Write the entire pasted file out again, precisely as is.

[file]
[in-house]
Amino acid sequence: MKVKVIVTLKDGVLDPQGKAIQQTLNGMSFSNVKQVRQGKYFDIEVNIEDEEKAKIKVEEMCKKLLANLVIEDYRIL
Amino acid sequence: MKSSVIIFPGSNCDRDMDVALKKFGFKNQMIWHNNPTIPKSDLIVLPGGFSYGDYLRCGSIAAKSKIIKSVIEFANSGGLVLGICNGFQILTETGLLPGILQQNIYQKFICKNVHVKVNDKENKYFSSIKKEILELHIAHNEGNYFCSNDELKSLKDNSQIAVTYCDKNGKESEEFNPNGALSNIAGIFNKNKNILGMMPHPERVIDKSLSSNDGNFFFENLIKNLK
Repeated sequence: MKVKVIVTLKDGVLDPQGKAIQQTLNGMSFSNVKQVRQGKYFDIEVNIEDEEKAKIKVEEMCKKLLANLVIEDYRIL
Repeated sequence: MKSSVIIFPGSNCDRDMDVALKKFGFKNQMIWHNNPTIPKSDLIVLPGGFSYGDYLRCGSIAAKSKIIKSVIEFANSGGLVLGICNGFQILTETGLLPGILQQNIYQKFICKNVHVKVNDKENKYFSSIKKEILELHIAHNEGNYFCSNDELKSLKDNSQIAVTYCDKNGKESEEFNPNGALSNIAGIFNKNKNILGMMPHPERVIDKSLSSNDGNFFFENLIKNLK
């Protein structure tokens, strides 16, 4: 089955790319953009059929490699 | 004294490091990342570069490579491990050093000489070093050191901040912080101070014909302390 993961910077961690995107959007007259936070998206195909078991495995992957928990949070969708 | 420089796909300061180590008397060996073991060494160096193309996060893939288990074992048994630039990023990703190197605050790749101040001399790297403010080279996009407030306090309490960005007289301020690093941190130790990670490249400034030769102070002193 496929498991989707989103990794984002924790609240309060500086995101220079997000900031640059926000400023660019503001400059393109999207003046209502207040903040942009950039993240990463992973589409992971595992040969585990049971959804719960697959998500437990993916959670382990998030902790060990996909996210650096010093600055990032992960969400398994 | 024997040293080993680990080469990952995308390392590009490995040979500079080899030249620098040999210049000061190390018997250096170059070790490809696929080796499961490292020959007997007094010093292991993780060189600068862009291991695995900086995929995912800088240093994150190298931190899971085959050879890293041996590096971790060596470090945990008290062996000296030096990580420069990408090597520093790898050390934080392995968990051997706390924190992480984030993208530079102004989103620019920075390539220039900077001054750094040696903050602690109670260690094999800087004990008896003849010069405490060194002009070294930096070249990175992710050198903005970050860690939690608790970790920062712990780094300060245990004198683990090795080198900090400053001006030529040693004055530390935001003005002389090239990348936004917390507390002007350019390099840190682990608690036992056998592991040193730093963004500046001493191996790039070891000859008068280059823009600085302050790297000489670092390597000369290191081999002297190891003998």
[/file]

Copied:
[in-house]
Amino acid sequence: MKVKVIVTLKDGVLDPQGKAIQQTLNGMSFSNVKQVRQGKYFDIEVNIEDEEKAKIKVEEMCKKLLANLVIEDYRIL
Amino acid sequence: MKSSVIIFPGSNCDRDMDVALKKFGFKNQMIWHNNPTIPKSDLIVLPGGFSYGDYLRCGSIAAKSKIIKSVIEFANSGGLVLGICNGFQILTETGLLPGILQQNIYQKFICKNVHVKVNDKENKYFSSIKKEILELHIAHNEGNYFCSNDELKSLKDNSQIAVTYCDKNGKESEEFNPNGALSNIAGIFNKNKNILGMMPHPERVIDKSLSSNDGNFFFENLIKNLK
Repeated sequence: MKVKVIVTLKDGVLDPQGKAIQQTLNGMSFSNVKQVRQGKYFDIEVNIEDEEKAKIKVEEMCKKLLANLVIEDYRIL
Repeated sequence: MKSSVIIFPGSNCDRDMDVALKKFGFKNQMIWHNNPTIPKSDLIVLPGGFSYGDYLRCGSIAAKSKIIKSVIEFANSGGLVLGICNGFQILTETGLLPGILQQNIYQKFICKNVHVKVNDKENKYFSSIKKEILELHIAHNEGNYFCSNDELKSLKDNSQIAVTYCDKNGKESEEFNPNGALSNIAGIFNKNKNILGMMPHPERVIDKSLSSNDGNFFFENLIKNLK
């Protein structure tokens, strides 16, 4: 089955790319953009059929490699 | 004294490091990342570069490579491990050093000489070093050191901040912080101070014909302390 993961910077961690995107959007007259936070998206195909078991495995992957928990949070969708 | 420089796909300061180590008397060996073991060494160096193309996060893939288990074992048994630039990023990703190197605050790749101040001399790297403010080279996009407030306090309490960005007289301020690093941190130790990670490249400034030769102070002193 496929498991989707989103990794984002924790609240309060500086995101220079997000900031640059926000400023660019503001400059393109999207003046209502207040903040942009950039993240990463992973589409992971595992040969585990049971959804719960697959998500437990993916959670382990998030902790060990996909996210650096010093600055990032992960969400398994 | 024997040293080993680990080469990952995308390392590009490995040979500079080899030249620098040999210049000061190390018997250096170059070790490809696929080796499961490292020959007997007094010093292991993780060189600068862009291991695995900086995929995912800088240093994150190298931190899971085959050879890293041996590096971790060596470090945990008290062996000296030096990580420069990408090597520093790898050390934080392995968990051997706390924190992480984030993208530079102004989103620019920075390539220039900077001054750094040696903050602690109670260690094999800087004990008896003849010069405490060194002009070294930096070249990175992710050198903005970050860690939690608790970790920062712990780094300060245990004198683990090795080198900090400053001006030529040693004055530390935001003005002389090239990348936004917390507390002007350019390099840190682990608690036992056998592991040193730093963004500046001493191996790039070891000859008068280059823009600085302050790297000489670092390597000369290191081999002297190891003998």